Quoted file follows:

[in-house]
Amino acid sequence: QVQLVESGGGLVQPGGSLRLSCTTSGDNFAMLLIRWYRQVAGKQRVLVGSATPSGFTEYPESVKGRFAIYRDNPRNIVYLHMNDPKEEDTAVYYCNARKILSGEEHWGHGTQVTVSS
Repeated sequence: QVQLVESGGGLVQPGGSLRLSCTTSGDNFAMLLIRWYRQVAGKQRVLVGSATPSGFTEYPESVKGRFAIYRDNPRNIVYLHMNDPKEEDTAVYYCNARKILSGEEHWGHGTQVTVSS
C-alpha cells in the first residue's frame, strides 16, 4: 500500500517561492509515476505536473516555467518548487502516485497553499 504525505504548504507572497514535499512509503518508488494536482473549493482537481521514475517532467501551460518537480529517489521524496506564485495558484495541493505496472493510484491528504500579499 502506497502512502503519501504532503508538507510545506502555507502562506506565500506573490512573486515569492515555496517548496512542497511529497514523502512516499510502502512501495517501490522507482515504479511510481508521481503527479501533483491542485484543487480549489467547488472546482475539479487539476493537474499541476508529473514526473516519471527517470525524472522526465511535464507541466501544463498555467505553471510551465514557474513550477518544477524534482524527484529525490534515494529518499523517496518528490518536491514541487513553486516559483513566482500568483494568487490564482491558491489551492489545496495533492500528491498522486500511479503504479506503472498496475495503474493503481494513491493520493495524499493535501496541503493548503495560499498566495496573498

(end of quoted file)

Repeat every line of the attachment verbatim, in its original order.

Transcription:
[in-house]
Amino acid sequence: QVQLVESGGGLVQPGGSLRLSCTTSGDNFAMLLIRWYRQVAGKQRVLVGSATPSGFTEYPESVKGRFAIYRDNPRNIVYLHMNDPKEEDTAVYYCNARKILSGEEHWGHGTQVTVSS
Repeated sequence: QVQLVESGGGLVQPGGSLRLSCTTSGDNFAMLLIRWYRQVAGKQRVLVGSATPSGFTEYPESVKGRFAIYRDNPRNIVYLHMNDPKEEDTAVYYCNARKILSGEEHWGHGTQVTVSS
C-alpha cells in the first residue's frame, strides 16, 4: 500500500517561492509515476505536473516555467518548487502516485497553499 504525505504548504507572497514535499512509503518508488494536482473549493482537481521514475517532467501551460518537480529517489521524496506564485495558484495541493505496472493510484491528504500579499 502506497502512502503519501504532503508538507510545506502555507502562506506565500506573490512573486515569492515555496517548496512542497511529497514523502512516499510502502512501495517501490522507482515504479511510481508521481503527479501533483491542485484543487480549489467547488472546482475539479487539476493537474499541476508529473514526473516519471527517470525524472522526465511535464507541466501544463498555467505553471510551465514557474513550477518544477524534482524527484529525490534515494529518499523517496518528490518536491514541487513553486516559483513566482500568483494568487490564482491558491489551492489545496495533492500528491498522486500511479503504479506503472498496475495503474493503481494513491493520493495524499493535501496541503493548503495560499498566495496573498